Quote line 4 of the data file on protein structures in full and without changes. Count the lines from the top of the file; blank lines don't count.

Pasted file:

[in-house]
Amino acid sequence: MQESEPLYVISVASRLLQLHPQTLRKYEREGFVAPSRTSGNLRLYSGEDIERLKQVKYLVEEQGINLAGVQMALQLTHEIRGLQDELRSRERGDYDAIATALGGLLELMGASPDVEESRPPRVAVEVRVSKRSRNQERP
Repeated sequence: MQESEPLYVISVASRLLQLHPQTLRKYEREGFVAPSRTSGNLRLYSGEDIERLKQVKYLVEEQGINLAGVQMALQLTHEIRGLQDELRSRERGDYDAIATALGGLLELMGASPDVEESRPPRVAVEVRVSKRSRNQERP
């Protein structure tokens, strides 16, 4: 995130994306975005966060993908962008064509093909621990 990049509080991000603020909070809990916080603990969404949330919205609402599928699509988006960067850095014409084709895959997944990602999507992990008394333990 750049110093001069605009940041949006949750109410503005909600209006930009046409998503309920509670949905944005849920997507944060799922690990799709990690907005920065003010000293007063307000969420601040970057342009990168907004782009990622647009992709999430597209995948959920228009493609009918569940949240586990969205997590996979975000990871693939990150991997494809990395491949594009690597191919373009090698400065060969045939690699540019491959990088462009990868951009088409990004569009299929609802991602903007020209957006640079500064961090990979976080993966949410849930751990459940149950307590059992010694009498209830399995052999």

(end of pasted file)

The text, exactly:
């Protein structure tokens, strides 16, 4: 995130994306975005966060993908962008064509093909621990 990049509080991000603020909070809990916080603990969404949330919205609402599928699509988006960067850095014409084709895959997944990602999507992990008394333990 750049110093001069605009940041949006949750109410503005909600209006930009046409998503309920509670949905944005849920997507944060799922690990799709990690907005920065003010000293007063307000969420601040970057342009990168907004782009990622647009992709999430597209995948959920228009493609009918569940949240586990969205997590996979975000990871693939990150991997494809990395491949594009690597191919373009090698400065060969045939690699540019491959990088462009990868951009088409990004569009299929609802991602903007020209957006640079500064961090990979976080993966949410849930751990459940149950307590059992010694009498209830399995052999």